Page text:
Friday, June 24, 2011
I'm gonna try and keep things varied on the blog by writing this review straight after listening to the album for the first time. It might fail, but then I might get a better straight-up opinion of the record. The lp in question is one I've been eagerly awaiting for a while now. After reviewing Bon Iver, or Justin Vernon's debut full-length, 'For Emma Forever Ago', which I loved, you can imagine my anticipation for 'Bon Iver'. Some may disagree, but for me, I think this lp has definitely lived up as a sequel to the excellence that preceded it!
I was worried at first, if I'm to be honest. Gone is the bleak simplistic folk, one man and his guitar feel the first album had, which could be attributed to Vernon's time alone in a cabin. In comes an actual lineup, with other artists contributing to the sound. This means there are a lot more instruments on this album, and like I said, at first I was worried the record wouldn't catch and manage to charm like 'For Emma' did. Fortunately, as I listened, I came to the conclusion that I don't think I would have wanted Bon Iver to do more of the same, however good that was. There is a sense with this album of development, in both sound and attitude. Like Bon Iver's fame, the sound has grown, but not in a way to make the music sound arrogant. With this, the vocals also feel more relaxed, with the singing sang in a deeper register than before. Not everything has changed though. Still remains the honesty. Still remains the soothing and surreal purity. And still remains the brilliance.
The songs feel less hurt than before, with Vernon concentrating on cities rather that a failed relationship, but there is still a mournful, dreamy and thoughtful air to the music. These emotions are channeled particularly well on the opener to this ten track record, 'Perth'. The somber guitars float on clouds of angelic undertones, with the undeniable vocals lead by an almost militant drum beat. The accumulation of sounds throughout the middle sound majestic and royal, hitting heights only dreamt of by the previous album. It was the next track, 'Minnesota, WI' however, that startled me the most, with it's relatively low vocals compared to anything we've heard before. There are higher notes hit, but I found that even when the voice is deeper, it's still instantly recognisable as Bon Iver's!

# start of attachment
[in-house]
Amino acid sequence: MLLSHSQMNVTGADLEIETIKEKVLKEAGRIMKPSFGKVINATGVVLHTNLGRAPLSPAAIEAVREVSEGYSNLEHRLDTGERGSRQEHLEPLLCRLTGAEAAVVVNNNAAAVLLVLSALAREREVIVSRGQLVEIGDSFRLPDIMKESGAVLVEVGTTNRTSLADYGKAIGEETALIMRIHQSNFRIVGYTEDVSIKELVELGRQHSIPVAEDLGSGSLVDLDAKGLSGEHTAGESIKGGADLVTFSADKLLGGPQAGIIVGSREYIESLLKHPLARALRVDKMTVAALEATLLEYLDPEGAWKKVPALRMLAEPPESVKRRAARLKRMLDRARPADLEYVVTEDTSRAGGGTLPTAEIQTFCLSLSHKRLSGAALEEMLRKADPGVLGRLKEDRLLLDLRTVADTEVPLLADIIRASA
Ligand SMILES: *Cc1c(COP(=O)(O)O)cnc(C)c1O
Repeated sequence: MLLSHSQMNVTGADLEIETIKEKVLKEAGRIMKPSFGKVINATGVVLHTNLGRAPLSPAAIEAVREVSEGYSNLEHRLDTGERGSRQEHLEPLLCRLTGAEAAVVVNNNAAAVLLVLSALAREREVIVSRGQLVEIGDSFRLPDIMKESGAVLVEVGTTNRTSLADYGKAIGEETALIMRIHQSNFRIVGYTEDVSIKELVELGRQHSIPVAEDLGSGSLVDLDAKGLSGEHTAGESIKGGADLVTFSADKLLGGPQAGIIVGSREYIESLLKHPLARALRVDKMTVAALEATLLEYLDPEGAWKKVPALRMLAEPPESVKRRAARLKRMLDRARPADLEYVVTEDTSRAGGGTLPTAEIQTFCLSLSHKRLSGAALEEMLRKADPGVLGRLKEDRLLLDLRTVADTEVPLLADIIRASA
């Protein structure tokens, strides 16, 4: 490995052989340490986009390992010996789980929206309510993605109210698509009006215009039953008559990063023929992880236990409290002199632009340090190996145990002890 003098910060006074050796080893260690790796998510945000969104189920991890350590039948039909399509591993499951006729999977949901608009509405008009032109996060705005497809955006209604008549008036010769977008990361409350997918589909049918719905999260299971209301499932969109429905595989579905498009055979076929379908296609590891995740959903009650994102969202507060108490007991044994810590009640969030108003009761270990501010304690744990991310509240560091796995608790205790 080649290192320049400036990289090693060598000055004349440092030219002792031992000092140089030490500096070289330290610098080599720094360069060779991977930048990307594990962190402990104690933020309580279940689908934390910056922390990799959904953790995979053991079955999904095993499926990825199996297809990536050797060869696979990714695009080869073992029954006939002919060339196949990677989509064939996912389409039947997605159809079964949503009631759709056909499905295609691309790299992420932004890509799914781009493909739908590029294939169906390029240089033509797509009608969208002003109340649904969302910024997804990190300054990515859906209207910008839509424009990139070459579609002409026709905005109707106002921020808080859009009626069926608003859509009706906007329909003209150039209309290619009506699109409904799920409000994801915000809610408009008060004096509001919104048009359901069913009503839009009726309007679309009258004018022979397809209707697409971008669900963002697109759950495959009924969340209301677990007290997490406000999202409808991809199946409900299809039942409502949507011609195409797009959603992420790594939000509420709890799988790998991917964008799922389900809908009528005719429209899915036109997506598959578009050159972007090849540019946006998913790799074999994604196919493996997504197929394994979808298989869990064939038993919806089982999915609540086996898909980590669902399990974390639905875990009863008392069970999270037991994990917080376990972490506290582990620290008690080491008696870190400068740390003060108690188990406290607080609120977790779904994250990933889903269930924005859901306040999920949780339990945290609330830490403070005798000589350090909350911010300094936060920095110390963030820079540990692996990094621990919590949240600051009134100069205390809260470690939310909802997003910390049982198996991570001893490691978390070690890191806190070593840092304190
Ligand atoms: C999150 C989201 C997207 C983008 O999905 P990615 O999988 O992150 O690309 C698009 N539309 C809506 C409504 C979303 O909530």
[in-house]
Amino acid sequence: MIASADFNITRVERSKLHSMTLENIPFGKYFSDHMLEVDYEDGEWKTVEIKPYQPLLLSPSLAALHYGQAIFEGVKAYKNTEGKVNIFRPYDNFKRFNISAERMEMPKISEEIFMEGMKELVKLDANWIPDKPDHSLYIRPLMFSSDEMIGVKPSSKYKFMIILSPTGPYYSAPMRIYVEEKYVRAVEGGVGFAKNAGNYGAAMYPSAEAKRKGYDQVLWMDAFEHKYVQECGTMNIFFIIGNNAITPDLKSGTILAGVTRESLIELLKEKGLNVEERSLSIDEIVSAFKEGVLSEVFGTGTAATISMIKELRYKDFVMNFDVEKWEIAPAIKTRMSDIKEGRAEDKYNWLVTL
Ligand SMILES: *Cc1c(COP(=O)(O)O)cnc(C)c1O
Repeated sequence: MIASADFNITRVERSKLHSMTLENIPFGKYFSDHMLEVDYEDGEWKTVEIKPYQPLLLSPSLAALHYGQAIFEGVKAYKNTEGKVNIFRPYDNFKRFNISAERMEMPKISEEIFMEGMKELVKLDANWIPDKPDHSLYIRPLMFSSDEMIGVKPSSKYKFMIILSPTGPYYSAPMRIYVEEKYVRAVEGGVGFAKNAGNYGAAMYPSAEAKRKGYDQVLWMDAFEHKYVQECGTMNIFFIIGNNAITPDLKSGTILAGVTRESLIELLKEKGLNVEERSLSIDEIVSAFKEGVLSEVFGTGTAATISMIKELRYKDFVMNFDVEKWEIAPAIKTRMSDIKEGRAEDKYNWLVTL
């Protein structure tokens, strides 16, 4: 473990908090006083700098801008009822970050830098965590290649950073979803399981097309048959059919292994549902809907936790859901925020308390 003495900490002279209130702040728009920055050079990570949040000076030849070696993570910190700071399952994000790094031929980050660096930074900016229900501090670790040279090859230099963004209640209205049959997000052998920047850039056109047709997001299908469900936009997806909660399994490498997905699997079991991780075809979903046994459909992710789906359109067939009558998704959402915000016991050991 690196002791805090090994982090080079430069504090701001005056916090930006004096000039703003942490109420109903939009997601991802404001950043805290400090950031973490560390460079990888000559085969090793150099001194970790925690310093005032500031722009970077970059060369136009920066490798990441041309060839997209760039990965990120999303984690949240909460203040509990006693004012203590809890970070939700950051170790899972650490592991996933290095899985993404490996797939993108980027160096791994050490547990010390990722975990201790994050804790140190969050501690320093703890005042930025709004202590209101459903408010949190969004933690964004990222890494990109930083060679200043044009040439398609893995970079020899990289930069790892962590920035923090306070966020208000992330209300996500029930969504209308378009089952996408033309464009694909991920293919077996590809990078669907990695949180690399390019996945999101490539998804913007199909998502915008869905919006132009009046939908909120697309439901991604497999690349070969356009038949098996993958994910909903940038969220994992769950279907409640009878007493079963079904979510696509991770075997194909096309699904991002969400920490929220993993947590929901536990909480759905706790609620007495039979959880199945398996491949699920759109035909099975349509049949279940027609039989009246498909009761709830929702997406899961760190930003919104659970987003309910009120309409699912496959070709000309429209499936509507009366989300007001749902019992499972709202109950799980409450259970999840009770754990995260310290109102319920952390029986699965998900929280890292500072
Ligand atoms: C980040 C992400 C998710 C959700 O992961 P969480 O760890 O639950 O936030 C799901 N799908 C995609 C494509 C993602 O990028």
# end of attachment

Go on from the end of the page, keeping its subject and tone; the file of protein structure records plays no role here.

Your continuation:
'Holocene' is one of my personal favourites. This reminds me the most of 'For Emma Forever Ago', but the added instrumentation is executed perfectly. Subtle claps run through the backbone of the track and the vocals, even when not the most understandable, carry a certain great joy and emphatic weariness. Other good tracks are 'Towers', with it's beautiful melody, and 'Wash', with it's piano and subtlety deserving of respect. 'Calgary' was the first single released from this record, and it's electric guitars contrast wonderfully with the sonically thick bass line. All the while though, these tracks manage to ensnare and retain your attention in the best possible way. Outstanding effort.
As a conclusion, I find it fitting to talk about the closing track to 'Bon Iver', which for me, is the most shocking, even more than the quite startling vocals on 'Minnesota, WI'. 'Beth / Rest' is autotuned. Yes, you heard me correctly. That thing that used to be used on X-Factor to make the contestants sound better? It's been used here. After I got over the initial surprise however, I decided I didn't mind it. It gives the vocals something. The higher notes are distorted in a very dreamy way, and the lower pitched instruments fluctuate ever so slightly. It makes the whole track feel very surreal, as though viewing the world through a stain-glass window. It marks the end of 'Bon Iver', which for me is, like I said, a very worthy successor to 'For Emma'. I for one am going to be listening to this for a long while, and I can only recommend that you do too. The music has developed into something immensely beautiful, which floats and drifts on heavenly clouds of sound. I simply adore it!